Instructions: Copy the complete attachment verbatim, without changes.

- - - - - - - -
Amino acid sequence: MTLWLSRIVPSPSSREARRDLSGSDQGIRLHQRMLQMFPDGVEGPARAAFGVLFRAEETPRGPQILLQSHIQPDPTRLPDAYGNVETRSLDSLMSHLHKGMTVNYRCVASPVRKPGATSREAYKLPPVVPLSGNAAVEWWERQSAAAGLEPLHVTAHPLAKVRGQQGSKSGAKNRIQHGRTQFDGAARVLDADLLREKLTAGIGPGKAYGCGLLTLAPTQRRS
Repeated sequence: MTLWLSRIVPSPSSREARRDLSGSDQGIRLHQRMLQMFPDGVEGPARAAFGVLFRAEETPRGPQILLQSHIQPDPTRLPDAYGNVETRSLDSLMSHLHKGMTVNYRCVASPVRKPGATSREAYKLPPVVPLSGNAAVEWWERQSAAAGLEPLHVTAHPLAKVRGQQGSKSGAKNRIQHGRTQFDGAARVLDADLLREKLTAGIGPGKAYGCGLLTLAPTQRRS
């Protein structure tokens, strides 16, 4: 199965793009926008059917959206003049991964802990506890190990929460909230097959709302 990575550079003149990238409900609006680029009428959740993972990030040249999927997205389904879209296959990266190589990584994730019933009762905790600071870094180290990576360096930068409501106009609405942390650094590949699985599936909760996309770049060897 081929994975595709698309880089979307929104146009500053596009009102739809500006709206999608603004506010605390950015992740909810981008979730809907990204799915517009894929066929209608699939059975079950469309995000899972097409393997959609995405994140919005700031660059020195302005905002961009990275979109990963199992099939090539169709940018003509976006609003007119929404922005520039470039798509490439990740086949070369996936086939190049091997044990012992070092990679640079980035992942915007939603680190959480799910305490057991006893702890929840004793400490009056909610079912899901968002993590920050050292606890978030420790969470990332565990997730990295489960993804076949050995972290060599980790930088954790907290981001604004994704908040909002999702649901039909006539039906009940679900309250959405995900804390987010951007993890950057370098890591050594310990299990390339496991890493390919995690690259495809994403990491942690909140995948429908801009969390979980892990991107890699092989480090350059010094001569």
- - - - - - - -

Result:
Amino acid sequence: MTLWLSRIVPSPSSREARRDLSGSDQGIRLHQRMLQMFPDGVEGPARAAFGVLFRAEETPRGPQILLQSHIQPDPTRLPDAYGNVETRSLDSLMSHLHKGMTVNYRCVASPVRKPGATSREAYKLPPVVPLSGNAAVEWWERQSAAAGLEPLHVTAHPLAKVRGQQGSKSGAKNRIQHGRTQFDGAARVLDADLLREKLTAGIGPGKAYGCGLLTLAPTQRRS
Repeated sequence: MTLWLSRIVPSPSSREARRDLSGSDQGIRLHQRMLQMFPDGVEGPARAAFGVLFRAEETPRGPQILLQSHIQPDPTRLPDAYGNVETRSLDSLMSHLHKGMTVNYRCVASPVRKPGATSREAYKLPPVVPLSGNAAVEWWERQSAAAGLEPLHVTAHPLAKVRGQQGSKSGAKNRIQHGRTQFDGAARVLDADLLREKLTAGIGPGKAYGCGLLTLAPTQRRS
């Protein structure tokens, strides 16, 4: 199965793009926008059917959206003049991964802990506890190990929460909230097959709302 990575550079003149990238409900609006680029009428959740993972990030040249999927997205389904879209296959990266190589990584994730019933009762905790600071870094180290990576360096930068409501106009609405942390650094590949699985599936909760996309770049060897 081929994975595709698309880089979307929104146009500053596009009102739809500006709206999608603004506010605390950015992740909810981008979730809907990204799915517009894929066929209608699939059975079950469309995000899972097409393997959609995405994140919005700031660059020195302005905002961009990275979109990963199992099939090539169709940018003509976006609003007119929404922005520039470039798509490439990740086949070369996936086939190049091997044990012992070092990679640079980035992942915007939603680190959480799910305490057991006893702890929840004793400490009056909610079912899901968002993590920050050292606890978030420790969470990332565990997730990295489960993804076949050995972290060599980790930088954790907290981001604004994704908040909002999702649901039909006539039906009940679900309250959405995900804390987010951007993890950057370098890591050594310990299990390339496991890493390919995690690259495809994403990491942690909140995948429908801009969390979980892990991107890699092989480090350059010094001569």